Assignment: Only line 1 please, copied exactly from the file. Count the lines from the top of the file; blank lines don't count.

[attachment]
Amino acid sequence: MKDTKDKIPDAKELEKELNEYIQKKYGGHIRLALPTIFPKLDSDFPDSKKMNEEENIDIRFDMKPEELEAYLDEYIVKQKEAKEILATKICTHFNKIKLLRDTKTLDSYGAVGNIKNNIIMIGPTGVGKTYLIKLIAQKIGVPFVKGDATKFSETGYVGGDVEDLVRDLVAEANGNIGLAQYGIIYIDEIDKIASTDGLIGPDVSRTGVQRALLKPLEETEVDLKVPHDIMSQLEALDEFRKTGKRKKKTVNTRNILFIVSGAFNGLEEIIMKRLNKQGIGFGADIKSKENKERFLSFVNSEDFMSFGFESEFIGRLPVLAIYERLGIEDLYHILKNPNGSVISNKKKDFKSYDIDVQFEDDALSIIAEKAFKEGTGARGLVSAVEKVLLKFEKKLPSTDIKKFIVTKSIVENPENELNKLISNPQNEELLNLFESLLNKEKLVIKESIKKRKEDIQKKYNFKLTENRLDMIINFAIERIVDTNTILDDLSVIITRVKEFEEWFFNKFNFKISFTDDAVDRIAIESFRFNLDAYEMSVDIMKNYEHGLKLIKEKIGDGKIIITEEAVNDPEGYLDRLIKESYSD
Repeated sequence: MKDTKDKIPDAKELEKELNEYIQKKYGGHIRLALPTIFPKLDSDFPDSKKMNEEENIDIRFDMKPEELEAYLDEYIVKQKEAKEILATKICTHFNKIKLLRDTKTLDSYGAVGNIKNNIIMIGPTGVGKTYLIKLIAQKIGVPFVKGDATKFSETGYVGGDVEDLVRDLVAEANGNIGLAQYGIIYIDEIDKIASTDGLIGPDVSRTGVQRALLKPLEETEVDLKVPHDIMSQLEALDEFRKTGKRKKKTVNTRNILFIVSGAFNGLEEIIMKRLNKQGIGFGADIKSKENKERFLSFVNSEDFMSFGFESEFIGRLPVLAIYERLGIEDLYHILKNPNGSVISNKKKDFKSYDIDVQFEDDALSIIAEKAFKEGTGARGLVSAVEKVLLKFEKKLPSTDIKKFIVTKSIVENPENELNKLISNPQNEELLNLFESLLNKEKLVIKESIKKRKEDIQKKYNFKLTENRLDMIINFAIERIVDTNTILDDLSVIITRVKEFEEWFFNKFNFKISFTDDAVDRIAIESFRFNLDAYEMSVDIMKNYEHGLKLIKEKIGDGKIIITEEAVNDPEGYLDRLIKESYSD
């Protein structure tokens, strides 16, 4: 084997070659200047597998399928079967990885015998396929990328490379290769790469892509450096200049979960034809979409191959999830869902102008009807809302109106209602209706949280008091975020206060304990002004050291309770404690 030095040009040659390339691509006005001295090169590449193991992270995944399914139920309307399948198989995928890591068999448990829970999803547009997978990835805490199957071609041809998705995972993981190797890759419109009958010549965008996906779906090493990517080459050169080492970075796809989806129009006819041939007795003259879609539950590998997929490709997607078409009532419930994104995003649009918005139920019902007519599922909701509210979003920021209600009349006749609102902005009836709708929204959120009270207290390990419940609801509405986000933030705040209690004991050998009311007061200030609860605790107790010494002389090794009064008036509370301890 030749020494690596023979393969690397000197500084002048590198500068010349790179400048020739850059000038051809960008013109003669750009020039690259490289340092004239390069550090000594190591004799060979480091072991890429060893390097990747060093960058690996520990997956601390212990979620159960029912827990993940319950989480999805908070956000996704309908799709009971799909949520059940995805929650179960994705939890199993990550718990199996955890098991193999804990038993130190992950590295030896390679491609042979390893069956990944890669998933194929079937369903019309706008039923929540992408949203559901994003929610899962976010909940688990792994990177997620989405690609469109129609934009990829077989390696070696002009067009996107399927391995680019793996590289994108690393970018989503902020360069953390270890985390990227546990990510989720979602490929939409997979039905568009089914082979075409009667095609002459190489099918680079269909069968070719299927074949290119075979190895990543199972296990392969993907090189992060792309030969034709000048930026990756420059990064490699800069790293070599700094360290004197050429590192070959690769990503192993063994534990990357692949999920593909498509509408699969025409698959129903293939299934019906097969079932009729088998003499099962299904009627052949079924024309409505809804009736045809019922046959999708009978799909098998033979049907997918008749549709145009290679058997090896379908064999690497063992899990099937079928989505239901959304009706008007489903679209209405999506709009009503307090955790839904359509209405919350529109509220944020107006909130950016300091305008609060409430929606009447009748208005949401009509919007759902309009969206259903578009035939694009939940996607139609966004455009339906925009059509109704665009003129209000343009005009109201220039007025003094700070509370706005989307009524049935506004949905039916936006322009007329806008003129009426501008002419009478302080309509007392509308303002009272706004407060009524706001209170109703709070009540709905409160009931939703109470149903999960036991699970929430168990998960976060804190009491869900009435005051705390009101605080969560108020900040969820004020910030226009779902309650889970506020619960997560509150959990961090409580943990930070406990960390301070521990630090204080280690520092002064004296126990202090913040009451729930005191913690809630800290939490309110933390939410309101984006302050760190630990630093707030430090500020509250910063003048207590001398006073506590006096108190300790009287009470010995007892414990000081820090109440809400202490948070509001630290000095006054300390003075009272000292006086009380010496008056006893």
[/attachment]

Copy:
Amino acid sequence: MKDTKDKIPDAKELEKELNEYIQKKYGGHIRLALPTIFPKLDSDFPDSKKMNEEENIDIRFDMKPEELEAYLDEYIVKQKEAKEILATKICTHFNKIKLLRDTKTLDSYGAVGNIKNNIIMIGPTGVGKTYLIKLIAQKIGVPFVKGDATKFSETGYVGGDVEDLVRDLVAEANGNIGLAQYGIIYIDEIDKIASTDGLIGPDVSRTGVQRALLKPLEETEVDLKVPHDIMSQLEALDEFRKTGKRKKKTVNTRNILFIVSGAFNGLEEIIMKRLNKQGIGFGADIKSKENKERFLSFVNSEDFMSFGFESEFIGRLPVLAIYERLGIEDLYHILKNPNGSVISNKKKDFKSYDIDVQFEDDALSIIAEKAFKEGTGARGLVSAVEKVLLKFEKKLPSTDIKKFIVTKSIVENPENELNKLISNPQNEELLNLFESLLNKEKLVIKESIKKRKEDIQKKYNFKLTENRLDMIINFAIERIVDTNTILDDLSVIITRVKEFEEWFFNKFNFKISFTDDAVDRIAIESFRFNLDAYEMSVDIMKNYEHGLKLIKEKIGDGKIIITEEAVNDPEGYLDRLIKESYSD